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Tag: sign (Page 1 of 2)

Picture Post #17

A random assortment of my photographs from the past couple of weeks. More, of course, in Flickr.


Umbrellas used to decorate the ceiling of the walkway to a parking garage in downtown Silver Spring, Maryland. Nice idea.



I don’t do still life work very often, but I should since it helps me to better learn my camera. I like this particular shot from a session with Kathy in her studio.



From EduCon last January, Chris Lehmann, founder of both the conference and Science Leadership Academy and all-round nice person, in one of his more relaxed moments that weekend.



Some birds taking a rest on Roosevelt Island in the Potomac River between DC and Virginia. Considering how long we’ve live here, I can’t believe it was my first time visiting the island.



Just a random shot from a local crafts store. My wife is into this little corner of maker so I find myself in these places a lot.

Picture Post #2

Last weekend I visited Roanoke for a couple of days on VSTE (Virginia Society for Technology in Education) business. And it rained almost the whole time. But I still got a few nice shots.

Hotel Roanoke

This view of the Hotel Roanoke reminds me of some of the half timbered buildings we saw in Chester, England. Inside and out it’s very much a throwback building.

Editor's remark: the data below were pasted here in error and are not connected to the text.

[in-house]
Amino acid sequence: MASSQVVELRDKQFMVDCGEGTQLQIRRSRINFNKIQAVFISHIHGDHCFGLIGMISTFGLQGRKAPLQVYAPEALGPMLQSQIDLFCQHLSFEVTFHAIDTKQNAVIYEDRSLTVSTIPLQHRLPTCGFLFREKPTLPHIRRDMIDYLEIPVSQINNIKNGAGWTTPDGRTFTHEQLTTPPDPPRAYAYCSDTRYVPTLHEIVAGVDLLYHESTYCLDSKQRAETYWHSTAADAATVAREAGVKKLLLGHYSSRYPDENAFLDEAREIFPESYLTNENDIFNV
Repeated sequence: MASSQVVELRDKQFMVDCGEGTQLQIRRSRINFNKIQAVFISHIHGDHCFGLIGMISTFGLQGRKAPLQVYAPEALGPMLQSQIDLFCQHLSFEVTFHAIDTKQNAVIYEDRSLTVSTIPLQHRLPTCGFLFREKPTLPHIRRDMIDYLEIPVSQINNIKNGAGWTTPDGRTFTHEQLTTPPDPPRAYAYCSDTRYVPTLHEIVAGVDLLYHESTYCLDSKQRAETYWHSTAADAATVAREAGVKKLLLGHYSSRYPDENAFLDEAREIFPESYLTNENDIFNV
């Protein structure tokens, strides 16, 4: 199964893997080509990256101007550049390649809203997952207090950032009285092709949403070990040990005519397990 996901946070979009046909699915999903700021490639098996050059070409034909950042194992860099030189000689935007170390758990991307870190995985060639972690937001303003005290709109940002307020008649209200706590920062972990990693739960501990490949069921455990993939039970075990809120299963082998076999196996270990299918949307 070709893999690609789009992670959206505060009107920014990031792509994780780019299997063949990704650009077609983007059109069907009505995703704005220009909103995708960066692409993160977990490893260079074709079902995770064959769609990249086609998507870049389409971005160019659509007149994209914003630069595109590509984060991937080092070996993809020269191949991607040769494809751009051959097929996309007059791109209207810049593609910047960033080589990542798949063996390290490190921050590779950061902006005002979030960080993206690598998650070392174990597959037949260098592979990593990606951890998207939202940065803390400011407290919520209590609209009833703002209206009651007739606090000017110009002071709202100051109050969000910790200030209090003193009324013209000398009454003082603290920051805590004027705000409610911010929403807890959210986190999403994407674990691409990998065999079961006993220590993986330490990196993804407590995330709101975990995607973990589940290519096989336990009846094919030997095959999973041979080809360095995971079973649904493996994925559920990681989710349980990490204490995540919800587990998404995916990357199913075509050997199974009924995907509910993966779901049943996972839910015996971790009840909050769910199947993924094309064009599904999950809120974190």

Barber Shop

The kind of window sign you might have seen on the streets of Mayberry.


A wooden statue standing in front of a restaurant.

Rain Drops

As I said, it rained a lot.

Hotel Partitions

Glass barriers that used to form booths for pay phones. As I said, it’s a very traditional hotel.

Winning The Race

During my travels around our overly-large school district, I came across a large banner hanging in the front hall of an elementary school declaring “The Race for Excellence Has No Finish Line”.

That sign has stuck with – and bothered – me for several reasons, but mostly because of the suggestion that excellence is a race. And in our competative culture, that implies a contest with someone (or something), resulting in one winner, and probably multiple losers.

Ok, I’m pretty sure that was not the intention of whoever created the message. They wanted a short, understandable concept to inspire the kids. The interpretation above could only be the product of my warped little head.

Certainly no 10-year-old would read it the same way, right?

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